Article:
I sailed to Utopia early in my life.
Since I was a teenager I had a quite cosmopolitan attitude and a confuse wish to fix the world. “Imagine” by John Lennon was my personal anthem.
Maybe it’s just normal, maybe most of the boys and girls have this same approach to life or just those of us who are labeled as “dreamers”.
Life, adults explain, is about other, more “realistic”, stuff: things like studying, getting a job, getting married, having babies.
Only now, thanks to the frequent conversations with my students, I realize how many precious energies and enthusiasms of this early stage of life are dissipated under a flood of social conventions.
But I was partly spared this awful destiny as I met, early in life, people like me who were taking dreams seriously. I joined the European Federalist Movement when I was seventeen and in a few years – after a shy childhood – I became a young woman able to speak in public and demonstrate for a united Europe. The movement counted several thousands of people in Italy and tens of thousands, or even hundreds of thousands across Europe.
One of the main lessons I learned was the definition of an activist (“militante”): “the man/woman who makes a personal issue of the distance between facts and values”.
I understood then that being a dreamer was not just inhabiting a beautiful world of ideas, but getting out there, seeing the problems, speaking out loud, claiming for a solution. Possibly, offering one.
And I started sharing views and organizing campaigns with like-minded people from other countries and interacting in several ways (not always friendly) with political institutions.
I’ll never forget when, twenty-six, I had my speech in the European Parliament in a special session about the requests from civil society for the Amsterdam Treaty (one of the many reforms of the European treaties).
But life was also other stuff, as meeting expectations by parents and teachers: I studied much, started earning a living, got married, had children. My job became teaching and researching on the European and International law.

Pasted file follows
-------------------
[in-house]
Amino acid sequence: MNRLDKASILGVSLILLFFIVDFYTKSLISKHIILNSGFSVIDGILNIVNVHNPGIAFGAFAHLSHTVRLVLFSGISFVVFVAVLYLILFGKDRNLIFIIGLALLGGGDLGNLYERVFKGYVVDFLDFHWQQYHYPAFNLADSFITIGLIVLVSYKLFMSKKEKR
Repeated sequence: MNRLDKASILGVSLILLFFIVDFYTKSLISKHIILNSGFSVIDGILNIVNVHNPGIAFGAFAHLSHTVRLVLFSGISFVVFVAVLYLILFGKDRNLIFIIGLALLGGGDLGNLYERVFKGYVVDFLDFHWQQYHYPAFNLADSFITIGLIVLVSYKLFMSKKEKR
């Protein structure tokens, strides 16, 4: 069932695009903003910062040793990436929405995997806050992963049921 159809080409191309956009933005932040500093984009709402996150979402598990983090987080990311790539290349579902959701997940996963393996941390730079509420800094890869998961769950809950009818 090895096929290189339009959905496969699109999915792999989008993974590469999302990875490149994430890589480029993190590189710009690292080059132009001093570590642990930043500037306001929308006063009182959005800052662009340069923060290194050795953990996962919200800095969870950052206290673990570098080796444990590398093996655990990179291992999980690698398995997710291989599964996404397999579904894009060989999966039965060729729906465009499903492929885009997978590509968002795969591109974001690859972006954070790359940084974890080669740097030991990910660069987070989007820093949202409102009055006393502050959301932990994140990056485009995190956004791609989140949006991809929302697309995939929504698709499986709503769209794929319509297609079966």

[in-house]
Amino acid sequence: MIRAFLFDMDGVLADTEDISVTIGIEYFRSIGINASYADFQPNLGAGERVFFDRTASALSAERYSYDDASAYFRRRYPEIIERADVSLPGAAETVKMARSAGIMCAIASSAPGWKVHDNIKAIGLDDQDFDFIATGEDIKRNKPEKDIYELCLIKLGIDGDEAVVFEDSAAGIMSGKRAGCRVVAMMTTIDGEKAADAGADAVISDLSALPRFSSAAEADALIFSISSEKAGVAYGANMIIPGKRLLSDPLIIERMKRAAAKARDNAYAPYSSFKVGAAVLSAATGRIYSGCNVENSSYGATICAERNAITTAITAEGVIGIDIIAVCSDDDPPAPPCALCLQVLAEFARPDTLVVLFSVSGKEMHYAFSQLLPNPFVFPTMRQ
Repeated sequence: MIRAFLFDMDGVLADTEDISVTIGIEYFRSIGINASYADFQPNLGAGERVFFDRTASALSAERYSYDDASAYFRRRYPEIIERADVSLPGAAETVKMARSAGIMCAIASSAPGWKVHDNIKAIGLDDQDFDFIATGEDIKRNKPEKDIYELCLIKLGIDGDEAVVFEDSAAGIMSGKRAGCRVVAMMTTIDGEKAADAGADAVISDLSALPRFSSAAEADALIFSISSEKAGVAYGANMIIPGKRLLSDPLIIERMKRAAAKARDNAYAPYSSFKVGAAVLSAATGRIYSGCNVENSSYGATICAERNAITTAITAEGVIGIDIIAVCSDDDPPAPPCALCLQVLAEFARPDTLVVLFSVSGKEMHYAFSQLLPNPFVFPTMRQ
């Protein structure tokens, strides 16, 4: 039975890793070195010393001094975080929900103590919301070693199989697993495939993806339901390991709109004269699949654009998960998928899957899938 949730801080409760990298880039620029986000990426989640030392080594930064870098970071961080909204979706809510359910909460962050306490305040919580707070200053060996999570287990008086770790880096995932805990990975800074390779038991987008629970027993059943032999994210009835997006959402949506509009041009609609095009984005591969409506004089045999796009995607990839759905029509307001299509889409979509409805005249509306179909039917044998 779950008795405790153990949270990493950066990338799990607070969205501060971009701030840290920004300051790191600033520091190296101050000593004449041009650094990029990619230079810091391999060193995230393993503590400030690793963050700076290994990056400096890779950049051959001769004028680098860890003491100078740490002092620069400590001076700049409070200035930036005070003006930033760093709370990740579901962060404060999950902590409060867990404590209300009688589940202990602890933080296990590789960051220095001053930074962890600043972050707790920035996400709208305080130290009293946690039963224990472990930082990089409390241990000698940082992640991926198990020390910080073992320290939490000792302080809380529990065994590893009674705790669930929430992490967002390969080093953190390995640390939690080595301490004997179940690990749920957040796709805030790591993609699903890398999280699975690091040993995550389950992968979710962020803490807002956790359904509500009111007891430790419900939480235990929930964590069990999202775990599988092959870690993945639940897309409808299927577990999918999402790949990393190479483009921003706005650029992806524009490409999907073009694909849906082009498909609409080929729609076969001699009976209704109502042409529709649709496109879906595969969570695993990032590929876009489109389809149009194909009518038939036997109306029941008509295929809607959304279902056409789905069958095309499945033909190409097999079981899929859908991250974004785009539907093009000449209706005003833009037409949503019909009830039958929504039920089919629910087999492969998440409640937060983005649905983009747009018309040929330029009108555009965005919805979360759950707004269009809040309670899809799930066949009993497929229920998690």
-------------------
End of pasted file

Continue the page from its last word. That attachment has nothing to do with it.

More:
Utopia was still there, on the line of the horizon. Apparently, my journey to get there was on standby. From time to time, I even felt guilty as if I was betraying my purpose, but I was wrong. In fact- without even realizing – I was just sharpening my saw.
And if I have a look back on my about twenty years of academic experience, I can tell you that utopia was the fil rouge connecting all I was writing or saying to my students. Even though – watching from outside – my life appeared more as a struggle to keep all together: job, family, children.
In 2009 I had a new turning point: with a group of colleagues I founded the think tank The Group of Lecce and, on the long wave of the global financial crisis, I started drafting communiques with them on how to improve the governance of financial institutions, in other words, how to fix the world, once again. The fact that since 2005 I had researched on the governance of the international financial institutions appeared to me as a sort of sign.
And I started attending the civil society policy forum convened twice a year by the International Monetary Fund and the World Bank on the occasion of their annual and spring meetings. I felt an activist again, in a different way.
What’s more important, I met many full-time activists from different backgrounds and paths of life: people who make a personal issue of the distance between facts and values; who act as watchdogs of international institutions; who speak on behalf of the poor; who bring suggestions and solutions to global problems; who choose to live a life of commitment instead of having better paid jobs (jobs for which they often would be more than qualified).
Once again, I measured the distance between committed people and institutions and I realized it wasn’t so big as many think.
And I saw how “normal” people may have a role in making the world a better place.
These were the two reasons for starting this blog (and for the book I am writing).
You know what? Immediately after I started posting about supranational democracy, like-minded people appeared to connect on Linkedin and Twitter… just as if the Universe were responding to some secret prayer.
We are not that few, you know???